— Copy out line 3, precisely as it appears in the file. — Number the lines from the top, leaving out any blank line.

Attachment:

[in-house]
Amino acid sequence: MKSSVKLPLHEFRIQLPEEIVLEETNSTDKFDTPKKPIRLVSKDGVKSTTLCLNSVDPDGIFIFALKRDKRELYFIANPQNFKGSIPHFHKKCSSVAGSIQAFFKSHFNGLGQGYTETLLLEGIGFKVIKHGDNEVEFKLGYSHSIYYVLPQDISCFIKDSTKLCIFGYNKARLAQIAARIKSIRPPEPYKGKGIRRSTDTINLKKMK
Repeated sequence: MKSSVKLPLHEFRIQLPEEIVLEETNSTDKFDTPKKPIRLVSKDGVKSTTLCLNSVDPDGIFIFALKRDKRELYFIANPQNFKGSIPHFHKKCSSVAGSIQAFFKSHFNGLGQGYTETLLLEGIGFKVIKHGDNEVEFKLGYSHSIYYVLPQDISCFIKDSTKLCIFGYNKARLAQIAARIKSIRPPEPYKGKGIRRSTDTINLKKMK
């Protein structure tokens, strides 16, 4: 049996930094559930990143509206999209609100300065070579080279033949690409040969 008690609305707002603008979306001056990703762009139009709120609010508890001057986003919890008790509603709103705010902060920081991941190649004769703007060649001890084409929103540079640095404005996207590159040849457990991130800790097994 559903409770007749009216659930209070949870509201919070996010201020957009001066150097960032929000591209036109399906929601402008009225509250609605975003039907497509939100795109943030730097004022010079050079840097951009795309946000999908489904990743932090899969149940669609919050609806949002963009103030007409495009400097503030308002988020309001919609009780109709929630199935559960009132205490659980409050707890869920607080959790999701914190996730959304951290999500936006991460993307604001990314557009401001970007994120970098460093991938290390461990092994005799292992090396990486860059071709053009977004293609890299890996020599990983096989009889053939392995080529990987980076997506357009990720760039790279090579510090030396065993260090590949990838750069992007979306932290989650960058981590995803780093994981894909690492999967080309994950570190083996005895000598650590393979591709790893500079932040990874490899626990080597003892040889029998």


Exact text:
Repeated sequence: MKSSVKLPLHEFRIQLPEEIVLEETNSTDKFDTPKKPIRLVSKDGVKSTTLCLNSVDPDGIFIFALKRDKRELYFIANPQNFKGSIPHFHKKCSSVAGSIQAFFKSHFNGLGQGYTETLLLEGIGFKVIKHGDNEVEFKLGYSHSIYYVLPQDISCFIKDSTKLCIFGYNKARLAQIAARIKSIRPPEPYKGKGIRRSTDTINLKKMK